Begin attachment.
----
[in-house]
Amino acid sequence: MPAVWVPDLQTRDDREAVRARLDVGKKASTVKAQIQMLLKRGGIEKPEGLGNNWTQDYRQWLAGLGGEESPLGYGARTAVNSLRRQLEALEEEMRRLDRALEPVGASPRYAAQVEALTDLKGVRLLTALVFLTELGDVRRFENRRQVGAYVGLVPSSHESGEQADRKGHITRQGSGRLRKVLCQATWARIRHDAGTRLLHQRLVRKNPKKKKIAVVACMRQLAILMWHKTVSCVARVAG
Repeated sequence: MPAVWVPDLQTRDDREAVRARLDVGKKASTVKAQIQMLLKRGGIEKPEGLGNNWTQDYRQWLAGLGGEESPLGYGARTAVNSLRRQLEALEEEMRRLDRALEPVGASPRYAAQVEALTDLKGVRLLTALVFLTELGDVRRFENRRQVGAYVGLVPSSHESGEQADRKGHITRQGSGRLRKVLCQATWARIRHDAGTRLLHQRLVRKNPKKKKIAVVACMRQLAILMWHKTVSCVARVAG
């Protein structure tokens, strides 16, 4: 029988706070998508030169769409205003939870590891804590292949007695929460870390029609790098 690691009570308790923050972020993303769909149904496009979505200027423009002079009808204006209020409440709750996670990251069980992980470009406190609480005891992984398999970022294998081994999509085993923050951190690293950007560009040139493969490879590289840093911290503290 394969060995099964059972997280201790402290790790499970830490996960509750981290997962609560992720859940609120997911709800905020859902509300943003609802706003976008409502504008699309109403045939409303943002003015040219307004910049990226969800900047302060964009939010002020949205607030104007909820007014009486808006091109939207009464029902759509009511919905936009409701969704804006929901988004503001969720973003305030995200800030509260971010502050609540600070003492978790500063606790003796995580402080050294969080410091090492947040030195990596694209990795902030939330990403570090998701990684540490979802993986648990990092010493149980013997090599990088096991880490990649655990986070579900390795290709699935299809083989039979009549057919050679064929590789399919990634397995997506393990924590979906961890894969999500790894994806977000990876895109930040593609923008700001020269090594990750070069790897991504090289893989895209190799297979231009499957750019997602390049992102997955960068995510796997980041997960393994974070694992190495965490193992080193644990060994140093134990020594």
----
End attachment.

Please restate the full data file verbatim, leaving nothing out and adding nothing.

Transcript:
[in-house]
Amino acid sequence: MPAVWVPDLQTRDDREAVRARLDVGKKASTVKAQIQMLLKRGGIEKPEGLGNNWTQDYRQWLAGLGGEESPLGYGARTAVNSLRRQLEALEEEMRRLDRALEPVGASPRYAAQVEALTDLKGVRLLTALVFLTELGDVRRFENRRQVGAYVGLVPSSHESGEQADRKGHITRQGSGRLRKVLCQATWARIRHDAGTRLLHQRLVRKNPKKKKIAVVACMRQLAILMWHKTVSCVARVAG
Repeated sequence: MPAVWVPDLQTRDDREAVRARLDVGKKASTVKAQIQMLLKRGGIEKPEGLGNNWTQDYRQWLAGLGGEESPLGYGARTAVNSLRRQLEALEEEMRRLDRALEPVGASPRYAAQVEALTDLKGVRLLTALVFLTELGDVRRFENRRQVGAYVGLVPSSHESGEQADRKGHITRQGSGRLRKVLCQATWARIRHDAGTRLLHQRLVRKNPKKKKIAVVACMRQLAILMWHKTVSCVARVAG
């Protein structure tokens, strides 16, 4: 029988706070998508030169769409205003939870590891804590292949007695929460870390029609790098 690691009570308790923050972020993303769909149904496009979505200027423009002079009808204006209020409440709750996670990251069980992980470009406190609480005891992984398999970022294998081994999509085993923050951190690293950007560009040139493969490879590289840093911290503290 394969060995099964059972997280201790402290790790499970830490996960509750981290997962609560992720859940609120997911709800905020859902509300943003609802706003976008409502504008699309109403045939409303943002003015040219307004910049990226969800900047302060964009939010002020949205607030104007909820007014009486808006091109939207009464029902759509009511919905936009409701969704804006929901988004503001969720973003305030995200800030509260971010502050609540600070003492978790500063606790003796995580402080050294969080410091090492947040030195990596694209990795902030939330990403570090998701990684540490979802993986648990990092010493149980013997090599990088096991880490990649655990986070579900390795290709699935299809083989039979009549057919050679064929590789399919990634397995997506393990924590979906961890894969999500790894994806977000990876895109930040593609923008700001020269090594990750070069790897991504090289893989895209190799297979231009499957750019997602390049992102997955960068995510796997980041997960393994974070694992190495965490193992080193644990060994140093134990020594």